Gyani knows the names of all her dogs by heart. "That is Khaire, Kali, and Gore," she says, pointing out the mostly-female mongrels, "and those are Amitabh Bachchan, Rekha, Sweety, Bijuli, Naulo, and Bhakta Bahadur."

Despite the fact that dogs are gods in Nepal, and are worshipped this year on Kukur Tihar on Tuesday 13 November, hundreds of mongrel puppies are discarded on the streets of Kathmandu every year.

Gyani's dogs are gentle and friendly, even with strangers. They like to playfully chase bikes that circle the temple which they guard at night. They get up at four every morning, lining up in front of the temple and howling in unison as the priest rings the bell.

The dogs are all devoted to Gyani, they pull at her sari if she is going out on an errand, and sulk when she is away. At night they sneak into her tiny room and snuggle at the foot of her bed.

As it got dark one evening this week, Gyani set out mattresses and blankets for her dogs under the shed where the chariot wheels are stored.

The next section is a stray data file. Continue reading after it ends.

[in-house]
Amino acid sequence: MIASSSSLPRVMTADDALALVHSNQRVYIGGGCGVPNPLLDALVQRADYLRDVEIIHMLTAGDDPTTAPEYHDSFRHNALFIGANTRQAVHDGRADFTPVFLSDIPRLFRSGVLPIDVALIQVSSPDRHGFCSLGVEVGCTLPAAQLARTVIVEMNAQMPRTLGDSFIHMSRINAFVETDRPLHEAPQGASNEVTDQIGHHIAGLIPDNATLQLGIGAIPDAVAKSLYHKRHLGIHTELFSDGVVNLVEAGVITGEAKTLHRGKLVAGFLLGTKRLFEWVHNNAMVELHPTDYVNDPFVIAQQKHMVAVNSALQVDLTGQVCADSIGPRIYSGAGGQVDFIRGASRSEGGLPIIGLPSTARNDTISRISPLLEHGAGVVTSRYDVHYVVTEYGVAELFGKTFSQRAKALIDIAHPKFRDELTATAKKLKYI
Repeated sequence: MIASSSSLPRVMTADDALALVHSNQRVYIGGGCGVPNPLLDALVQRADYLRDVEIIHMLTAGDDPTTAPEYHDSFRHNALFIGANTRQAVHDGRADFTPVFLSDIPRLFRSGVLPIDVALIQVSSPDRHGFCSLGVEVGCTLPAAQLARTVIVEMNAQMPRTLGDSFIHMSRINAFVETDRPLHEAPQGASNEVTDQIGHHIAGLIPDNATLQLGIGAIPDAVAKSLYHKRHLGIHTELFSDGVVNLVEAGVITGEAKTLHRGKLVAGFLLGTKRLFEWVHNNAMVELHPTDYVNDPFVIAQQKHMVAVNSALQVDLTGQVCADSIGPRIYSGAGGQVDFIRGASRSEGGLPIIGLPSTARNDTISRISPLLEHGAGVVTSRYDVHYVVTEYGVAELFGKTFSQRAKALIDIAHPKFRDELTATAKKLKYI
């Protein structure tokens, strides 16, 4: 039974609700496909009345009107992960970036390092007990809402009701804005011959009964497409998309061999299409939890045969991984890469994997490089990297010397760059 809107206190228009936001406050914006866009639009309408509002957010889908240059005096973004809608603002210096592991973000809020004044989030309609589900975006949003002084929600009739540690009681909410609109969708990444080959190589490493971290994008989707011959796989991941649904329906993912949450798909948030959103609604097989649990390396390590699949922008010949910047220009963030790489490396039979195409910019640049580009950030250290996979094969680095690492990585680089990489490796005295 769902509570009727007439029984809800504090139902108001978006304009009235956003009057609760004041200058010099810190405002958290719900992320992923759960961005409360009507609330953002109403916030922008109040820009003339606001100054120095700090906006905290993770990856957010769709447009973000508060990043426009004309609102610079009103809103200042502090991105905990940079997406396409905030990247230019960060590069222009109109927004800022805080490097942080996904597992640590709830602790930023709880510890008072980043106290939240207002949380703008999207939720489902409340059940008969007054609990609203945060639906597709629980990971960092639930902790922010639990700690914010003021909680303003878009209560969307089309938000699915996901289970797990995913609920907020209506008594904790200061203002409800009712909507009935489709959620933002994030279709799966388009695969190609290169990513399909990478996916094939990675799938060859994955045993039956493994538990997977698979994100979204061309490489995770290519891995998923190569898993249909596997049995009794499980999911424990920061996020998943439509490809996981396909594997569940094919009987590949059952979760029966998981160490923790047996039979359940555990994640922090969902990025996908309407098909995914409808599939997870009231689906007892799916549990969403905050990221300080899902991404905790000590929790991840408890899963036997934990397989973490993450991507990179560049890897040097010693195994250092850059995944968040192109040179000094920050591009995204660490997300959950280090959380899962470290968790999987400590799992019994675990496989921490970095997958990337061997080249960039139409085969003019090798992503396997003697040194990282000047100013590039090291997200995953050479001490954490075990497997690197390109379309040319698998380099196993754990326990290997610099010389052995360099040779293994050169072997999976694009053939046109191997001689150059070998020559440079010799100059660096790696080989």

Gyani has seen people in fancy cars stop, dump the puppies on the sidewalk, and go inside the temple to pray. Threading a marigold garland, Gyani says: "What kind of dharma is that? God will punish them one day for their cruelty."

Watch a short clip of Gyani Deula (in Nepali)

Read also:
A trekker's best friend, HELEN JEAN
It seems the dog which joined the Great Himalayan Trail has a past

Tashi's trek, NEIL DIXIT
A dog walks his own Great Himalayan Trail to be with the love of his life



1. Mrinal
Hats off to the lady. We should be inspired from what she has done..

2. A Nepali